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Bad Habits That Can Damage Oral Health

Posted by Dawkins Family Dental on Nov 16 2022, 08:27 PM

Many adults have poor oral habits that can damage their teeth and gums. Habits like smoking, teeth grinding, and chewing ice are all bad for your oral health. Other habits like nail biting, using your teeth as tools, and aggressive brushing can also damage your teeth. Here is how these habits can affect our oral health. 

  • Smoking

Smoking is one of the worst things you can do to your mouth. Not only can it cause cancer, but it can cause a lot of oral health issues as well. It can lead to oral cancer and a buildup of plaque and tartar. Your gums may be stained by nicotine and you may also notice a loss in taste. The chemicals present in cigarettes can also have a damaging effect on your enamel. Smokers tend to get more cavities than non-smokers.

You can also experience tooth discoloration from smoking. Many smokers have yellow or brown stains on their teeth that are difficult to remove with whitening toothpaste. These stains can make your teeth look dirty even when they’re not. Tobacco may also make you more likely to develop gum disease, which can also cause bad breath because it often causes gum recession. Gum disease can affect the bone that holds your teeth in place and eventually can cause tooth loss if you’re not proactive about treatment.

If you smoke and want to quit, talk to your dentist about a smoking cessation program. There are also several FDA-approved medications that can help you quit smoking. 

  • Teeth Grinding and Clenching

Your dentist can recommend a nightguard to protect your teeth from the effects of bruxism, or nighttime teeth grinding. Wearing a nightguard can help prevent cracks and chips in enamel, as well as jaw pain from clenching so hard. It will also preserve your natural tooth alignment, preventing the need for orthodontic care in the future.

In addition to wearing the nightguard nightly, it is also helpful to practice stress reduction techniques like yoga, meditation, and exercise. Reducing your stress levels will help reduce both the symptoms of stress and the likelihood of grinding and clenching your teeth while under stress.

If you grind your teeth during the day, be sure to let your dentist know. He or she may recommend an occlusal guard to prevent you from damaging your teeth.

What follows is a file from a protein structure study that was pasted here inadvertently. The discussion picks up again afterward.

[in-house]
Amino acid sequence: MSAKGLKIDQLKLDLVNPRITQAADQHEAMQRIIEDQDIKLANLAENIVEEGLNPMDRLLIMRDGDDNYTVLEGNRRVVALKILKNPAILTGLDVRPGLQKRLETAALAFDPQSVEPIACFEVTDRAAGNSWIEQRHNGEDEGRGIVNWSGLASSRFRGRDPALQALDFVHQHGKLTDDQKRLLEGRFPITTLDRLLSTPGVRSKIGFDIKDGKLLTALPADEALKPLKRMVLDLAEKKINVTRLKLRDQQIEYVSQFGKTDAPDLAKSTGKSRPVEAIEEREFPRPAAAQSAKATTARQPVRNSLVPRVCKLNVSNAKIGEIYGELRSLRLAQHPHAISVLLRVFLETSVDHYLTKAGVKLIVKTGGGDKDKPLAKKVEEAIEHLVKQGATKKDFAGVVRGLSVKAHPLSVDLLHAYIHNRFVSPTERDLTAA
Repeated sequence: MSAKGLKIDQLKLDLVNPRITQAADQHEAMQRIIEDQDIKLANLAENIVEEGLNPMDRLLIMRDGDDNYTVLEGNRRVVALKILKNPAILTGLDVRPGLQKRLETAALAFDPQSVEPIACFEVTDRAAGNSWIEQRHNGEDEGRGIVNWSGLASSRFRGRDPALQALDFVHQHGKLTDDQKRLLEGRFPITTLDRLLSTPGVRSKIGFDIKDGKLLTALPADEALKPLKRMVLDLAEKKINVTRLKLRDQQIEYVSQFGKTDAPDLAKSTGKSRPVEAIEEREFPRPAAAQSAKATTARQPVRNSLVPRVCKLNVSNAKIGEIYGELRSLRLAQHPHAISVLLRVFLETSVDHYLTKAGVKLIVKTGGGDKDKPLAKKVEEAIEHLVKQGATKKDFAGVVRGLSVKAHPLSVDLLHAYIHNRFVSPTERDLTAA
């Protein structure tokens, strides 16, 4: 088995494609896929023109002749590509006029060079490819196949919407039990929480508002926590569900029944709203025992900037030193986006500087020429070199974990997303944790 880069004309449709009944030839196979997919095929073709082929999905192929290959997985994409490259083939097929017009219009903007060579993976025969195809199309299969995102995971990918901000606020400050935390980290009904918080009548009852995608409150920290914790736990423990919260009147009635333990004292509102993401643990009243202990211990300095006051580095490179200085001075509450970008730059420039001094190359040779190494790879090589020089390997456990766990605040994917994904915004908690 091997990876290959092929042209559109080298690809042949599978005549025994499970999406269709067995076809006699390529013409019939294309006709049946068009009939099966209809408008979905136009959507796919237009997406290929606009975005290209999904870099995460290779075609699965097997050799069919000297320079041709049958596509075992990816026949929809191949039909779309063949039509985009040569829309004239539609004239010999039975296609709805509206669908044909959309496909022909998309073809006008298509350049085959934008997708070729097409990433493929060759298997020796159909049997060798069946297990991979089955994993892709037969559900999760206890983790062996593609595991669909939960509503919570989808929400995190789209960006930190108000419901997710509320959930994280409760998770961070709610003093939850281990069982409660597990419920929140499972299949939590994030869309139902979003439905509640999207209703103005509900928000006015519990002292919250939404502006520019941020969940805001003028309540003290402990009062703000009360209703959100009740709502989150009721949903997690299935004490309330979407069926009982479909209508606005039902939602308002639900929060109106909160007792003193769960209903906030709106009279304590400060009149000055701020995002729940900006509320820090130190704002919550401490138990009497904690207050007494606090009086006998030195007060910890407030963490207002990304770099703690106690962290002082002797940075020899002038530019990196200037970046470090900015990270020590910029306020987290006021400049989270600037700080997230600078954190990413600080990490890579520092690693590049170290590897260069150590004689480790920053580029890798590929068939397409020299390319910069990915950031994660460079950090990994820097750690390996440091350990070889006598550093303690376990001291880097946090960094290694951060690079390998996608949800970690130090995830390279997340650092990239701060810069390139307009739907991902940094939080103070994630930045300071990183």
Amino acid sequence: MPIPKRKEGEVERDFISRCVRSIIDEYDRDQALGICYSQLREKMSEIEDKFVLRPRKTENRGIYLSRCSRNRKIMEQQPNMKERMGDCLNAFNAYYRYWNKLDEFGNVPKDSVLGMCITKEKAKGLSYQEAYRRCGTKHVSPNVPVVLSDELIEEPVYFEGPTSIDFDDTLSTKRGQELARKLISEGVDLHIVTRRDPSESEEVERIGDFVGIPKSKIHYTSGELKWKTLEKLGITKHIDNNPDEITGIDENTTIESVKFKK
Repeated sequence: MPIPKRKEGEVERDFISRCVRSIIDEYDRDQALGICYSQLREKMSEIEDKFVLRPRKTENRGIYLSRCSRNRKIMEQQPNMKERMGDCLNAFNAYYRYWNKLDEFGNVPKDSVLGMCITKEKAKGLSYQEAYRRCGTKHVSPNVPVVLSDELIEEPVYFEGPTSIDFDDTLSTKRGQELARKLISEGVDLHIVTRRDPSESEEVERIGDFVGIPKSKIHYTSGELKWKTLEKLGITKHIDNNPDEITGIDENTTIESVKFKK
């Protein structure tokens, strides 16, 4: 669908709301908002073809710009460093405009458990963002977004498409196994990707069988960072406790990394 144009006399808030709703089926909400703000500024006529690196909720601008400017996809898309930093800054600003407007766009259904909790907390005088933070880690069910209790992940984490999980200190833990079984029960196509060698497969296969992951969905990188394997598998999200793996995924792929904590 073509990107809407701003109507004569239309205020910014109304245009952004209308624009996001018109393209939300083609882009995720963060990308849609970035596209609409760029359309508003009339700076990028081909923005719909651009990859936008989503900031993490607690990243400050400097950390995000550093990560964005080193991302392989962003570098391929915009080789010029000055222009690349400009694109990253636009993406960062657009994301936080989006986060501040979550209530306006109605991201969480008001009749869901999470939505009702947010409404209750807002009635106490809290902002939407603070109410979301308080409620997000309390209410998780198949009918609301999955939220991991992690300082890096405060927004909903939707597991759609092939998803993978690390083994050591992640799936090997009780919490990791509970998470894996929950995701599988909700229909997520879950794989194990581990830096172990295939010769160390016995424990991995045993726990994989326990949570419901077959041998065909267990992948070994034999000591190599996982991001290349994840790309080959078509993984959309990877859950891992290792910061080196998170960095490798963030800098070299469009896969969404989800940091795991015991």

• Chewing ice

Many people chew ice to remove food and freshen their breath. Although chewing ice is not harmful when done in moderation, it can damage your teeth by wearing out your tooth enamel and causing sensitivity. 

  • Nail Biting

When you bite your nails, you’re resulting in damaged enamel that can leave your teeth looking yellowed or discolored. In addition to discoloration, you can also experience gum recession. Gum recession occurs when the tissue that surrounds a tooth pulls away or wears down, leaving the root surface exposed. This type of damage can make your teeth look longer, which can cause problems with eating, speaking, and even smiling.

  • Using Teeth As Tools

When you’re trying to use your teeth to open a bottle or crack nuts, you’re putting your oral health at risk. Teeth are incredibly strong – even stronger than bones. But they’re also delicate and need to be treated with care to avoid chipping, breaking, or cracking. One wrong move and you could end up with a damaged smile. Instead of attempting to use your teeth as a tool to open containers or take a bite out of something hard, avoid doing it altogether! Instead, find another way to get the job done without damaging your teeth.

  • Aggressive Brushing

Your toothbrush bristles need to stay in good shape in order to effectively remove plaque and debris from your teeth. When you brush too vigorously, the bristle tips wear down over time and become less effective at cleaning your teeth. This condition is referred to as toothbrush abrasion and can lead to gum disease and other oral health issues. To avoid this issue, consider modifying your brushing habits in a way that doesn’t lead to this problem. Brushing too hard or with a stiff-bristled toothbrush can result in this condition. If you feel sensitivity in your gums after brushing, you’re probably brushing too aggressively. Instead, use a softer toothbrush and try to alternate between a soft- and hard-bristled brush to keep your gums healthy. Give us a call to talk about your oral health in more detail. We’ll work with you to develop an effective oral hygiene regimen to keep your smile looking and feeling great for years to come!

We encourage you to discover ways to achieve a healthy smile. For comprehensive dental care, visit Dawkins Family Dental at 440 N Lamar Blvd, Oxford, MS 38655. Call us at (662) 234-5725 for appointments.

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